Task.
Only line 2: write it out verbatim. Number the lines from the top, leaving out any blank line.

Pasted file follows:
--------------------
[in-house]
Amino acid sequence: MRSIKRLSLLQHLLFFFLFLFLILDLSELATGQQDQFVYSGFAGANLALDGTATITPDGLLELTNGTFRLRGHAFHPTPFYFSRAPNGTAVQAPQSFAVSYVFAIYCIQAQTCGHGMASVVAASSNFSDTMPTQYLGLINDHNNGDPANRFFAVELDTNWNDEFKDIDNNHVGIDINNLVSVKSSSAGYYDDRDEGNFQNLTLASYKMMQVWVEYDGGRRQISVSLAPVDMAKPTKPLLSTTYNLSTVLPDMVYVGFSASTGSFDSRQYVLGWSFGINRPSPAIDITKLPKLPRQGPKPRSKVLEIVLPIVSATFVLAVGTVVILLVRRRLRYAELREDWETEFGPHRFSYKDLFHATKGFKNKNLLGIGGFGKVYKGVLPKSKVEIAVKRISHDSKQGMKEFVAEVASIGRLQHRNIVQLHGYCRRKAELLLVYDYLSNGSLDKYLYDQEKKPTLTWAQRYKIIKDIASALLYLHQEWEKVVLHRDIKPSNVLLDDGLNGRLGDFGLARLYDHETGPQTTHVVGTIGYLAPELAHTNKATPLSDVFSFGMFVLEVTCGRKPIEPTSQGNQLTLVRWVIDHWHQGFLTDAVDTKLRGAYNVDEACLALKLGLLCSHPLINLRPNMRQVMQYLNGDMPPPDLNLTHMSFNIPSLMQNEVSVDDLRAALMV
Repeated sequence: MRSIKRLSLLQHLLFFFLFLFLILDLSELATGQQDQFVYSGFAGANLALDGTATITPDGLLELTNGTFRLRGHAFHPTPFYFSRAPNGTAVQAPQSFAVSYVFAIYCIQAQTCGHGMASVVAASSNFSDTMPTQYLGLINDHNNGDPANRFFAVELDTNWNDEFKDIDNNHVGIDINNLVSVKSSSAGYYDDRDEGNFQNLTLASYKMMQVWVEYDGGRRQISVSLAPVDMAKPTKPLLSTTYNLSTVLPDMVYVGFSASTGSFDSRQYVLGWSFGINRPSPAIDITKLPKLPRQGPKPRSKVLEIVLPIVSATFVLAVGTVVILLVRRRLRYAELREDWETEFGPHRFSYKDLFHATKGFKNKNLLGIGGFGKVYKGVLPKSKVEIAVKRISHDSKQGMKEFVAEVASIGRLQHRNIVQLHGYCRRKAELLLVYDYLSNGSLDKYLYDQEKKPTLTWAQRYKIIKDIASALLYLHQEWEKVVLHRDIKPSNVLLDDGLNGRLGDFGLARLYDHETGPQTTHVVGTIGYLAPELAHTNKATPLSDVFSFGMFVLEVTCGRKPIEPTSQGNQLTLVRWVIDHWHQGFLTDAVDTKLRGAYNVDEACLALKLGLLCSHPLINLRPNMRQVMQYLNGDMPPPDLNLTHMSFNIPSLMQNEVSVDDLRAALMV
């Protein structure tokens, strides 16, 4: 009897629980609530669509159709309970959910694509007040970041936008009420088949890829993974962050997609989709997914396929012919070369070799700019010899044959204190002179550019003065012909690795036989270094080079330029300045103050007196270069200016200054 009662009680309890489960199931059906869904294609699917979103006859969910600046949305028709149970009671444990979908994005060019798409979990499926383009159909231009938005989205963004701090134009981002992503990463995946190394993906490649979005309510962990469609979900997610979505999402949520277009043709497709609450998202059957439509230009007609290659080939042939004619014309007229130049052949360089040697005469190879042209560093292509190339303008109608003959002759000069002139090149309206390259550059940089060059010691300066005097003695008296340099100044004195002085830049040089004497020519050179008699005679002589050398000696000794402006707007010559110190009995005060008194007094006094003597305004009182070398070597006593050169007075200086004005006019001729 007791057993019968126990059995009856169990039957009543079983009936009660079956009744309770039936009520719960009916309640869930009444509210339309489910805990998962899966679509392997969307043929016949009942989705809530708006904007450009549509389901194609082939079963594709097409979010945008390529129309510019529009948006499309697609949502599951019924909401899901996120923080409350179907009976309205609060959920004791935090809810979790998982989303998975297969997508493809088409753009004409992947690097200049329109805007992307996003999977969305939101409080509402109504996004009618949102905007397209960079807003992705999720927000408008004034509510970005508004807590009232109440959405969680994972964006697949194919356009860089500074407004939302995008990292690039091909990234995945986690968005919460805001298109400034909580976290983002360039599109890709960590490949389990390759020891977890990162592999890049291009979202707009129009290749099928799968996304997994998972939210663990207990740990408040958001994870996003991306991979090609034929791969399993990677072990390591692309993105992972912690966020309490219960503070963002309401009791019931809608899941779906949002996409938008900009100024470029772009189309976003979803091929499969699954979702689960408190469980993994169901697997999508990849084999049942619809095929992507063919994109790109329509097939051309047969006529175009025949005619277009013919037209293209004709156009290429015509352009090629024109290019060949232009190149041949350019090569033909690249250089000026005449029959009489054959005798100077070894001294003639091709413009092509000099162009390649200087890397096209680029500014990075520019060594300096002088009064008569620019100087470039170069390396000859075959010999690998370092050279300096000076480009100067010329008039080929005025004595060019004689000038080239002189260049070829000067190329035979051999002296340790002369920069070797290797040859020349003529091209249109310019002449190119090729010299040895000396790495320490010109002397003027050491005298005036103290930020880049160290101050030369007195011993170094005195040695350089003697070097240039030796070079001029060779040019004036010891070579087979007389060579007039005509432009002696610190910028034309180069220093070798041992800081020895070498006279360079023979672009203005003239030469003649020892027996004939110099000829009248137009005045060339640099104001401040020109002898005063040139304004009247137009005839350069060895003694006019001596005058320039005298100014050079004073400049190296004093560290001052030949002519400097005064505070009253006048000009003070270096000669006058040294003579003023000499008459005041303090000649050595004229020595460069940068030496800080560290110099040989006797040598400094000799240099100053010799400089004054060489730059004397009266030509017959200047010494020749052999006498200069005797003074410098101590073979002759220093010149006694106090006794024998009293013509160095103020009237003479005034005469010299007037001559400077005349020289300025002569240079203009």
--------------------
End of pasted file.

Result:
Amino acid sequence: MRSIKRLSLLQHLLFFFLFLFLILDLSELATGQQDQFVYSGFAGANLALDGTATITPDGLLELTNGTFRLRGHAFHPTPFYFSRAPNGTAVQAPQSFAVSYVFAIYCIQAQTCGHGMASVVAASSNFSDTMPTQYLGLINDHNNGDPANRFFAVELDTNWNDEFKDIDNNHVGIDINNLVSVKSSSAGYYDDRDEGNFQNLTLASYKMMQVWVEYDGGRRQISVSLAPVDMAKPTKPLLSTTYNLSTVLPDMVYVGFSASTGSFDSRQYVLGWSFGINRPSPAIDITKLPKLPRQGPKPRSKVLEIVLPIVSATFVLAVGTVVILLVRRRLRYAELREDWETEFGPHRFSYKDLFHATKGFKNKNLLGIGGFGKVYKGVLPKSKVEIAVKRISHDSKQGMKEFVAEVASIGRLQHRNIVQLHGYCRRKAELLLVYDYLSNGSLDKYLYDQEKKPTLTWAQRYKIIKDIASALLYLHQEWEKVVLHRDIKPSNVLLDDGLNGRLGDFGLARLYDHETGPQTTHVVGTIGYLAPELAHTNKATPLSDVFSFGMFVLEVTCGRKPIEPTSQGNQLTLVRWVIDHWHQGFLTDAVDTKLRGAYNVDEACLALKLGLLCSHPLINLRPNMRQVMQYLNGDMPPPDLNLTHMSFNIPSLMQNEVSVDDLRAALMV